Multiple interventions reduce VAP rates

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Evidence-based practice

Oral decontamination leads to significant drop

After reading this article, you will be able to:

  • Identify effective processes for reducing VAP rates
  • Justify why oral care is the most important intervention
  • Analyze ways to intervene during the process to improve compliance

Although The Joint Commission’s National Patient Safety Goals force many organizations to focus primarily on MRSA, central line–associated bloodstream infections, and surgical site infections, ventilator-associated pneumonia (VAP) is a high priority for anyone in the hospital setting.

Mortality rates alone force hospitals to take a critical look at prevention processes. VAP is the leading cause of death among hospital-acquired infections, according to the Institute for Healthcare Improvement (IHI). Hospital mortality of patients already ventilated who develop VAP is 46%, compared to 32% for those who are ventilated and do not develop VAP.

Just as most facilities have implemented central line and surgical site bundles, the IHI has published a ventilator bundle with four evidence-based practices:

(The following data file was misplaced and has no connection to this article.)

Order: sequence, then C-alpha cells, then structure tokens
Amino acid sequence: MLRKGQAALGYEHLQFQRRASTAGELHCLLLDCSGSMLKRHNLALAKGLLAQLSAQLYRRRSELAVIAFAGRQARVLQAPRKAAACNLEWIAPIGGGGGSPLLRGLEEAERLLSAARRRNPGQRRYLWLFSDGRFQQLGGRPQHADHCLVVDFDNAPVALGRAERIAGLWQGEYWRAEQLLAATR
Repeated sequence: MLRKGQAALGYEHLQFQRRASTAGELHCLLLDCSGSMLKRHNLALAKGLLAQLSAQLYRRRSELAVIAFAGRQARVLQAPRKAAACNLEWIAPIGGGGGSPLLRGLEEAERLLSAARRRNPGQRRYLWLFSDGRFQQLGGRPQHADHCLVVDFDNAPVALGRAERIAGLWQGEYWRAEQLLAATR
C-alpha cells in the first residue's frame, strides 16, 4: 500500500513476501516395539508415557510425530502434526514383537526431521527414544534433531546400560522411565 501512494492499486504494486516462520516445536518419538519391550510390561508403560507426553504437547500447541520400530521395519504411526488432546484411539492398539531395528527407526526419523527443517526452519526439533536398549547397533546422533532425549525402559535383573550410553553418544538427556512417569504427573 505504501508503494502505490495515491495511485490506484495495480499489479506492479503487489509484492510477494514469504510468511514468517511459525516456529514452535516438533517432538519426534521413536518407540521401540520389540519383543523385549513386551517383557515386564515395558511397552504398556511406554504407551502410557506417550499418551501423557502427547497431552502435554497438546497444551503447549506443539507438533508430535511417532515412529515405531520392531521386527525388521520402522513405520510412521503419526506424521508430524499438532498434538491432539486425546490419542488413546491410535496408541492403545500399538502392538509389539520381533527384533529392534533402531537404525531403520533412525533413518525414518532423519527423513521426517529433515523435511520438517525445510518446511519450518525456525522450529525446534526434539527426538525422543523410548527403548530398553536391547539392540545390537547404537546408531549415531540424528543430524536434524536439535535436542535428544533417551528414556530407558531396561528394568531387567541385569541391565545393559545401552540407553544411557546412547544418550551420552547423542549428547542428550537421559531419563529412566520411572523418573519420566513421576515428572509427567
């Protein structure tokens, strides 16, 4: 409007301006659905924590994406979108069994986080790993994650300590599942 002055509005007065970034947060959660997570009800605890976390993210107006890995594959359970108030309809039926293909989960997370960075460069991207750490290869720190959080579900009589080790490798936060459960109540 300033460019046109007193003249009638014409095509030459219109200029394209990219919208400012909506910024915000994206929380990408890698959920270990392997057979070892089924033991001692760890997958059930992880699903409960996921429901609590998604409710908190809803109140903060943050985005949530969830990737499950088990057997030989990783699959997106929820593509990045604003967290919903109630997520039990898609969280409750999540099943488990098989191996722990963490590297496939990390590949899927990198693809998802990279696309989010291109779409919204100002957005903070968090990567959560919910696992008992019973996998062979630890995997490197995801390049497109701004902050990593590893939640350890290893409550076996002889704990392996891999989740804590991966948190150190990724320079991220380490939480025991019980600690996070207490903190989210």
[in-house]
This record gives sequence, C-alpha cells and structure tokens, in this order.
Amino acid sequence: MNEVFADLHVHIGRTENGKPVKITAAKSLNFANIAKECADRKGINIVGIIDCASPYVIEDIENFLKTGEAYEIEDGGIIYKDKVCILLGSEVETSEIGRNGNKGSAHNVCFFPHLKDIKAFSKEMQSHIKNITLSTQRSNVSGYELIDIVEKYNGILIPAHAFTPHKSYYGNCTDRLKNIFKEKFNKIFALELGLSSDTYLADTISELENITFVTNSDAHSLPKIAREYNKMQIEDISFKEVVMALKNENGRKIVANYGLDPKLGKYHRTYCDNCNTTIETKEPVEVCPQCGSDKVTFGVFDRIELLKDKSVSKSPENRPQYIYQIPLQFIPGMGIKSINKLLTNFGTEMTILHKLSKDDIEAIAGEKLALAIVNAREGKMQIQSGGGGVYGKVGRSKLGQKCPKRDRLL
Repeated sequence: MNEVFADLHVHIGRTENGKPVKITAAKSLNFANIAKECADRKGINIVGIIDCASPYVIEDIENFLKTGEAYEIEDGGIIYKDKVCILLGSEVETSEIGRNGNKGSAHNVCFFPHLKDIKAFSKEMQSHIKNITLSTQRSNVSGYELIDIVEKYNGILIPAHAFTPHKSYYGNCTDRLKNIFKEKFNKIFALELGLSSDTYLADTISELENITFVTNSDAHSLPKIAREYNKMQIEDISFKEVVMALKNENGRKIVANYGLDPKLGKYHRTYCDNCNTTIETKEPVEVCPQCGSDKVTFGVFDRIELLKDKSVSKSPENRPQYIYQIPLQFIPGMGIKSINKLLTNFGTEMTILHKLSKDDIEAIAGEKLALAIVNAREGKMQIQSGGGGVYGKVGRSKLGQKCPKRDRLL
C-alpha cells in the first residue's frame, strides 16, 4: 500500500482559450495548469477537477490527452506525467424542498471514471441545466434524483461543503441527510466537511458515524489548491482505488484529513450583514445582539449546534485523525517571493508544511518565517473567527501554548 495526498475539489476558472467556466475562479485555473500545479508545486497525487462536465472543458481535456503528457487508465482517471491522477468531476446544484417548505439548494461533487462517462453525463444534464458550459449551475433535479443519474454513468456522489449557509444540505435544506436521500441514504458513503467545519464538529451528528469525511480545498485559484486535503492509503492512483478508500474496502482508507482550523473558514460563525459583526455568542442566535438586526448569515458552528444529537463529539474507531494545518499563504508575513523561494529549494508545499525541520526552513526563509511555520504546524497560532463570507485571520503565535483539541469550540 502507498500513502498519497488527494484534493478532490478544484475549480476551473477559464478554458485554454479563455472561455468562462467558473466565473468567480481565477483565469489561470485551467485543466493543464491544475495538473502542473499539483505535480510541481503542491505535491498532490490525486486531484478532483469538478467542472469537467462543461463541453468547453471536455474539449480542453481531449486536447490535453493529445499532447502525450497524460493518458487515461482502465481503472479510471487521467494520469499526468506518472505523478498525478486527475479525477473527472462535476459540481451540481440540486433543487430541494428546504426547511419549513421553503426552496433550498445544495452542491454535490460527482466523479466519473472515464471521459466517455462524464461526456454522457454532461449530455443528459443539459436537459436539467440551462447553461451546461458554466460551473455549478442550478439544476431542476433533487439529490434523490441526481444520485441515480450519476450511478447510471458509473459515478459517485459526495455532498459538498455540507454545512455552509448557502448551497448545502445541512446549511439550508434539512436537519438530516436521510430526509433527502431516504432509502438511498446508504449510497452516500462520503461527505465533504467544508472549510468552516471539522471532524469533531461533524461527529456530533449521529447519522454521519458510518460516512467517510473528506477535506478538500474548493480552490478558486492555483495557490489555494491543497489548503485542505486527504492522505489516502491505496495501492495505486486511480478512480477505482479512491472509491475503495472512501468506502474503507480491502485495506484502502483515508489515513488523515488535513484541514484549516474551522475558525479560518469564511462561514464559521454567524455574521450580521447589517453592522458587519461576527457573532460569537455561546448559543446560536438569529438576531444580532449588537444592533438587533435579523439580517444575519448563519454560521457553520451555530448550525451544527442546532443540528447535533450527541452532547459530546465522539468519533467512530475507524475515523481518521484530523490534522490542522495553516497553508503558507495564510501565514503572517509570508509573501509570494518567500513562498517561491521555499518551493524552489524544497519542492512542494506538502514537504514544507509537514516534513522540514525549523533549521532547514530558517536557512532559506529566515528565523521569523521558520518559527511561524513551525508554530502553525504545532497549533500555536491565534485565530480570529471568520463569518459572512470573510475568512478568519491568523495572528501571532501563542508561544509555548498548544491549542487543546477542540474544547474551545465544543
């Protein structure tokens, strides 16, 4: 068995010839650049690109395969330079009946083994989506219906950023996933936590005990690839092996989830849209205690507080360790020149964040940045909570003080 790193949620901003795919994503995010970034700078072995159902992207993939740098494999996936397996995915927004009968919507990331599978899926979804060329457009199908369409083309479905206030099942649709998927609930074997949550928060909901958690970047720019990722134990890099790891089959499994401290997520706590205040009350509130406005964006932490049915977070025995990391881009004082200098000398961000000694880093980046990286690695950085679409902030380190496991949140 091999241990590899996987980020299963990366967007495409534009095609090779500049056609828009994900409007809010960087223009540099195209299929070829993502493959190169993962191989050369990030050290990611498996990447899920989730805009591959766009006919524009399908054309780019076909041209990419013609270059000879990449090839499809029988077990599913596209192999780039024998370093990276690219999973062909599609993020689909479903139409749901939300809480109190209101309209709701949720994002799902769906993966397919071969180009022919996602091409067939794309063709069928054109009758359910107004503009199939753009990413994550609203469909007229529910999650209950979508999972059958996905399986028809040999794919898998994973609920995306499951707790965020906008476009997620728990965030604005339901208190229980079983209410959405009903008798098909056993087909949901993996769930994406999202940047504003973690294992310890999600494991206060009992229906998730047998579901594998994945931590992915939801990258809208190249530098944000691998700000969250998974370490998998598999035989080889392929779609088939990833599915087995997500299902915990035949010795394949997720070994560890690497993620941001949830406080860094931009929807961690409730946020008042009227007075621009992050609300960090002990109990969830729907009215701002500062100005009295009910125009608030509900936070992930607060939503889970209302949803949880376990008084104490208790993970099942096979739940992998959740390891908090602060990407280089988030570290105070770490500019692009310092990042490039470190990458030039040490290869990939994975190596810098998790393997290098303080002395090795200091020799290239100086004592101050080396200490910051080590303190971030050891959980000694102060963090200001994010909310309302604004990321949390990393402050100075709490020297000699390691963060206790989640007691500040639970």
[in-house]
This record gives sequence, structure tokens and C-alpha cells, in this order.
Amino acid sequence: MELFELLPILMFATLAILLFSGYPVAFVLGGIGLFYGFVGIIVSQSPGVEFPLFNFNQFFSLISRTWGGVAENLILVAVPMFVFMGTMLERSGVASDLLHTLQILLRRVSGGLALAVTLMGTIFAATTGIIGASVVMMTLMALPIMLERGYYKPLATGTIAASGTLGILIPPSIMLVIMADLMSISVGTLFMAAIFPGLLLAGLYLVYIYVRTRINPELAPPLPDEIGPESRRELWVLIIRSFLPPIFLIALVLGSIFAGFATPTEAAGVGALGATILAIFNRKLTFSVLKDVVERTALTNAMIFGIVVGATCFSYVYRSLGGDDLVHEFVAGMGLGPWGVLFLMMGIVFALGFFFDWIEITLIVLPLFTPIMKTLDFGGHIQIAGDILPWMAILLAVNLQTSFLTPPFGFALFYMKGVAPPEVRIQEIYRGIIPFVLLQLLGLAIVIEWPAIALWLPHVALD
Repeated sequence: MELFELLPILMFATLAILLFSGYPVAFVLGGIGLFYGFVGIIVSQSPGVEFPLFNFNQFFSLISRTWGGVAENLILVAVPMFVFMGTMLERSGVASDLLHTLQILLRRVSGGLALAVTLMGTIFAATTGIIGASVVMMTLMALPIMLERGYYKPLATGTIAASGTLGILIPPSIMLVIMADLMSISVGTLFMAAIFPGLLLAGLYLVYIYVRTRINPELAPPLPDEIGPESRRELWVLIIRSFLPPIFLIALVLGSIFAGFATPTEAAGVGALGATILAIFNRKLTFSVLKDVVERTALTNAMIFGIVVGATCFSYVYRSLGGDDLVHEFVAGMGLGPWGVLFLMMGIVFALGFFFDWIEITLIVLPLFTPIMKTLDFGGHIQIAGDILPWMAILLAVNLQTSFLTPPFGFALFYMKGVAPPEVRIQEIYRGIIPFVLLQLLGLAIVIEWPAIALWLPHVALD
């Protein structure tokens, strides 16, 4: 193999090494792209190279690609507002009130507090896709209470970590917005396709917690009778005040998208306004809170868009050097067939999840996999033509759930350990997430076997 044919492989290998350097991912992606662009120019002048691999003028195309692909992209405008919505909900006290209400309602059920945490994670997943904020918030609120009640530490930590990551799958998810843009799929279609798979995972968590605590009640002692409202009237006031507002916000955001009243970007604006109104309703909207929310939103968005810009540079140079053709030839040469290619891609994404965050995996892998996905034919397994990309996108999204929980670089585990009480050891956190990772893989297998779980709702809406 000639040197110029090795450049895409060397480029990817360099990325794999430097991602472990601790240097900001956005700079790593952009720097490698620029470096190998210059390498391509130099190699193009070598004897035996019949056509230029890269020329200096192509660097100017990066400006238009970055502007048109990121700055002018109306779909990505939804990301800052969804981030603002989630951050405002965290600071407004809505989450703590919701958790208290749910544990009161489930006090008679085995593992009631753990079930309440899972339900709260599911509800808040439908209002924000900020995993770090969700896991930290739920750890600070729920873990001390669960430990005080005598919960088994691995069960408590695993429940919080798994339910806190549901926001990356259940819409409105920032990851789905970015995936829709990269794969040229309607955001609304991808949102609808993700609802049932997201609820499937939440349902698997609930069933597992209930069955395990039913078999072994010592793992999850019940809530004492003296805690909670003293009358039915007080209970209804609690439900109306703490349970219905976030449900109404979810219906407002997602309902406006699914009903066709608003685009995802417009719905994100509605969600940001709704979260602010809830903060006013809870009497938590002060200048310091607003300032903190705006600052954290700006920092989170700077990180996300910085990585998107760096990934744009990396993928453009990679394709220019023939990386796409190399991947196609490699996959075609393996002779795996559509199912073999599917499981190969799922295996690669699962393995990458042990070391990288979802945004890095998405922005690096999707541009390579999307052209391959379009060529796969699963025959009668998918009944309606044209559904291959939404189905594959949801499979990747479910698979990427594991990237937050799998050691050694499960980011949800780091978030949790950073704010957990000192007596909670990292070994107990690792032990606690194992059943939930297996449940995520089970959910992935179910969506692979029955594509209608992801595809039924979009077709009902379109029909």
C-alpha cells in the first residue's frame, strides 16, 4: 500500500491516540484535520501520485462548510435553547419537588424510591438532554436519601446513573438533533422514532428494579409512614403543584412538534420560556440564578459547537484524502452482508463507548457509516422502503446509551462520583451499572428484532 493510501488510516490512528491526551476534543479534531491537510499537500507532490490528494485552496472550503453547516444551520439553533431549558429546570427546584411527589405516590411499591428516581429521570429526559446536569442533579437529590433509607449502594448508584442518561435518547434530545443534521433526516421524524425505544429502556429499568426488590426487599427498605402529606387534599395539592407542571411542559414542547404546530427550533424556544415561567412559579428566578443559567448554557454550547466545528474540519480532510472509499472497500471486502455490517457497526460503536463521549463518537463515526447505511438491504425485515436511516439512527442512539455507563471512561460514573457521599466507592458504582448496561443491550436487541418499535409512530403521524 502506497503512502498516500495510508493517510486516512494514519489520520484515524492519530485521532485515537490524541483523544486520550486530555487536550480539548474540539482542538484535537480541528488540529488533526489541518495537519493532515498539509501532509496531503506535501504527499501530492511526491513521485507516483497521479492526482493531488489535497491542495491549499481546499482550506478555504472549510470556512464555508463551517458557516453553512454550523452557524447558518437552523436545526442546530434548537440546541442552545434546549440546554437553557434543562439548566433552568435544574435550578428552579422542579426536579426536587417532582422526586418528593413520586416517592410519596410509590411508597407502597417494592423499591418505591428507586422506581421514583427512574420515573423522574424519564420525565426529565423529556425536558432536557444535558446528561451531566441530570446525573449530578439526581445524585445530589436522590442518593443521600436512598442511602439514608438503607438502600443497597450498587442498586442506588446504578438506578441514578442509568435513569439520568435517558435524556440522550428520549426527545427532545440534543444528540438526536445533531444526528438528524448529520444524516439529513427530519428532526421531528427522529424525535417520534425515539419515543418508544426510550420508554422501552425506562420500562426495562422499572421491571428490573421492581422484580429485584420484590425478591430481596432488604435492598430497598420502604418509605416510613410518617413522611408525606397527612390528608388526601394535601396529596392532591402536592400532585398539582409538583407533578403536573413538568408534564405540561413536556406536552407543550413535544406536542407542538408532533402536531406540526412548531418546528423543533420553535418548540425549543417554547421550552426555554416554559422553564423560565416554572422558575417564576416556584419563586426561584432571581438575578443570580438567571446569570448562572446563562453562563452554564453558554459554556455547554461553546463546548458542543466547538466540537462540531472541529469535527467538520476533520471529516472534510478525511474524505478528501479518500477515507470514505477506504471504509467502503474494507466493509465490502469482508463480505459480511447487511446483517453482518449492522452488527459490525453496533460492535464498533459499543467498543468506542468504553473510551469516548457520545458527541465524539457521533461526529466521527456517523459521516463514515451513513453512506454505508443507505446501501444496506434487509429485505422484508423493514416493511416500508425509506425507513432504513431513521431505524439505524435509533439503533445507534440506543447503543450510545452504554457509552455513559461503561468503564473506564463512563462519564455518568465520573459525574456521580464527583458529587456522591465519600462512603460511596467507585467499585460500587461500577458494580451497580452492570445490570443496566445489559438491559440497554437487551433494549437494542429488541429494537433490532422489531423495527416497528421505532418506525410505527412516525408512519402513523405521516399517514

• Elevation of the head of the bed
  • Daily “sedation vacations” and assessment of readiness to extubate
  • Peptic ulcer disease prophylaxis
  • Deep venous thrombosis prophylaxis

A study published in the October 2009 American Journal of Infection Control focused on prevention of VAP in the intensive care setting. The study implemented interventions in three different phases to reduce the incidence of VAP in the ICU.

In the study’s first phase, from March 2001 to December 2002, researchers evaluated the effectiveness of Centers for Disease Control and Prevention (CDC)–recommended evidence-based practices, including no routine changing of humidified ventilator circuits, periodically draining and discarding condensation collecting in the ventilator tubing, and changing the heat and moisture exchangers when they malfunctioned mechanically or became visibly soiled.

From January 2003 to December 2006, researchers intervened in the processes while performance monitoring was occurring at the bedside.